The Case for Regulating Quality within Computer Security Applications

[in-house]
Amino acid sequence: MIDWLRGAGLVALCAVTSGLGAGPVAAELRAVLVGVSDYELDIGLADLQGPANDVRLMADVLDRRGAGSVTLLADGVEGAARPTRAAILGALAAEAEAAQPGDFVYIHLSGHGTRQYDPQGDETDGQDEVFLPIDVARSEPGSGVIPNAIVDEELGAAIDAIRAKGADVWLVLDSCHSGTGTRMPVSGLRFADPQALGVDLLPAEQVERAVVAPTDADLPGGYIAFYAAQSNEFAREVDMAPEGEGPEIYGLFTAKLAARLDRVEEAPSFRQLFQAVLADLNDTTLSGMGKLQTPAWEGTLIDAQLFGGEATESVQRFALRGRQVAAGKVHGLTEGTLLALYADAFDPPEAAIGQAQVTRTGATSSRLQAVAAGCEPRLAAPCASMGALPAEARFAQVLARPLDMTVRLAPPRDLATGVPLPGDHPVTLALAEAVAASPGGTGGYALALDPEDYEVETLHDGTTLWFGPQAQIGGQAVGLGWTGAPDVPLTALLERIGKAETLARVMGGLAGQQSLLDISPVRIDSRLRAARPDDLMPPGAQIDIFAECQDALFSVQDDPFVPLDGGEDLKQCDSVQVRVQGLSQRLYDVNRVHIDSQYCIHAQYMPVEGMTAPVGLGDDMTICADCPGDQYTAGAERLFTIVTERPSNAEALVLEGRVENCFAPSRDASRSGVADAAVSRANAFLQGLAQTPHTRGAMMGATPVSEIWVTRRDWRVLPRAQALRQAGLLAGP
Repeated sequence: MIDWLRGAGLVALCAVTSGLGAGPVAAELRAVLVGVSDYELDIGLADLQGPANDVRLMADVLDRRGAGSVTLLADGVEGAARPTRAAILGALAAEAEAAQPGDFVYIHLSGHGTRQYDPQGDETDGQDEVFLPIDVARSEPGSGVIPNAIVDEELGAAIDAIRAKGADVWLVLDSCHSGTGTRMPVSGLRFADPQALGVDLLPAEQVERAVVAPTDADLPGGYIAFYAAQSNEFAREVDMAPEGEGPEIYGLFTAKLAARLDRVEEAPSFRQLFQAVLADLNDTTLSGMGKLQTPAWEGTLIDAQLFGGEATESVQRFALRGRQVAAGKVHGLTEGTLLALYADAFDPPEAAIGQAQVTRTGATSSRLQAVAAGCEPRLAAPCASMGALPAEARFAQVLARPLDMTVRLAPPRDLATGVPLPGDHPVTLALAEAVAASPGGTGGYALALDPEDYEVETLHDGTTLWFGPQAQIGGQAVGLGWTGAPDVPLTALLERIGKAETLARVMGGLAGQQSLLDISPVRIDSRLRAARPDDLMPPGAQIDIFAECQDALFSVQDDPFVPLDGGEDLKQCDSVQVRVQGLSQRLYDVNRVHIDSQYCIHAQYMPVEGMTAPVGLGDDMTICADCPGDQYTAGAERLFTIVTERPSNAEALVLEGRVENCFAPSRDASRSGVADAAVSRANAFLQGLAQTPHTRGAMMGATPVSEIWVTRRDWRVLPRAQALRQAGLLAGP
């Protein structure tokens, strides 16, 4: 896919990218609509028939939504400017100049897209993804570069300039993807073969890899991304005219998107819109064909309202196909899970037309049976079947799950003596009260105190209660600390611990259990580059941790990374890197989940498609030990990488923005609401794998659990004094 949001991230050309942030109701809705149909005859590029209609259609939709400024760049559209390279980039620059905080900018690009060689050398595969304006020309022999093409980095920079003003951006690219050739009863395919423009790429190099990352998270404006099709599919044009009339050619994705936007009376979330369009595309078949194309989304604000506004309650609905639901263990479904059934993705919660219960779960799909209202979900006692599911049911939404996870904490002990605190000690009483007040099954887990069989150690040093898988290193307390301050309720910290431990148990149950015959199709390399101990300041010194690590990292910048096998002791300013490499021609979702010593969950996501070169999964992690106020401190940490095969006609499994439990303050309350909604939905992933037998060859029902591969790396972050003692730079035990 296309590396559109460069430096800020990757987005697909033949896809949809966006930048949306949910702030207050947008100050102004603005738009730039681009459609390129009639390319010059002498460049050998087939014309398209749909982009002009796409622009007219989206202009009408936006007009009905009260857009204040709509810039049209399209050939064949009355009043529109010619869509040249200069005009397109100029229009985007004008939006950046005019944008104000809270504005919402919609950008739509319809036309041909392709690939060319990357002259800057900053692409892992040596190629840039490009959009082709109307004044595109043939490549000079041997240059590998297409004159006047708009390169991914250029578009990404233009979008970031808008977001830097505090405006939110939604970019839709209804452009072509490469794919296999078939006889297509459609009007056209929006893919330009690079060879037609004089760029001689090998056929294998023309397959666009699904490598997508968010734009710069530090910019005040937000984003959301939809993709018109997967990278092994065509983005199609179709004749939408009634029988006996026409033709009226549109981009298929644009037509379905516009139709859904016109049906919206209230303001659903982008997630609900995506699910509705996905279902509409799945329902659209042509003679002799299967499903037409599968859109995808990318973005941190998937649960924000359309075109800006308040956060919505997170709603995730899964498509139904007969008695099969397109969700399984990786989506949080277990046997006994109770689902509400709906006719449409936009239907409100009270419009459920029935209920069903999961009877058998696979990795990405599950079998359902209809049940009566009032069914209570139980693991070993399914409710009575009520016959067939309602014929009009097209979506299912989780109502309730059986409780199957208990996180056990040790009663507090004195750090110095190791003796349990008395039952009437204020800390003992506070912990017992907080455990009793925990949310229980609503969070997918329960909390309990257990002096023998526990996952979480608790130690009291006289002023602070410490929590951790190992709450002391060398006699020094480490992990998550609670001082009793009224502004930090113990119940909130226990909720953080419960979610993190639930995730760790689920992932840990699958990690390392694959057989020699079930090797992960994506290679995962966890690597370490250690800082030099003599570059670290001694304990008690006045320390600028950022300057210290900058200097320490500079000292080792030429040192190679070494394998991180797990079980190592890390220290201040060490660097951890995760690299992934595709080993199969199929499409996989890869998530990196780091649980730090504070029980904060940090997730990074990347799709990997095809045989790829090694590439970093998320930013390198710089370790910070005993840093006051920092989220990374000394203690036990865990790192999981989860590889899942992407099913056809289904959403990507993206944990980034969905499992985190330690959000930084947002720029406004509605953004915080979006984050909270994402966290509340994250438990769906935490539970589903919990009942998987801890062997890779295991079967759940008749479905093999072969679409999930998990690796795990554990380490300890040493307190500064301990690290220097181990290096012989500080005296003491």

Computer security applications (CSAs) are essential for ensuring information security across insecure mediums such as the Internet, however despite the reliance placed upon them empirical evidence and case studies indicate that they suffer similar quality concerns to the broader software industry. This paper identifies two key reasons for this. The first is that private law and compensation are unable in their current form to raise quality within CSAs. The second is that the public good characteristics of CSAs, and the negative network externalities that defective CSAs exhibit, are addressable through regulation only. There are two types of defect, those that are known to the CSA vendor and those that are not. This paper therefore proposes a two stage-approach towards addressing these. The first stage is to raise the benchmark of CSA quality by mandating the use of standardised software engineering methodologies through use of the European standardisation framework. Thereby ensuring that CSAs are released to the market without known defects. The second stage is to mandate the disclosure of exploitable defects identified post software release by leveraging the proposed European Network and Information Security Directive.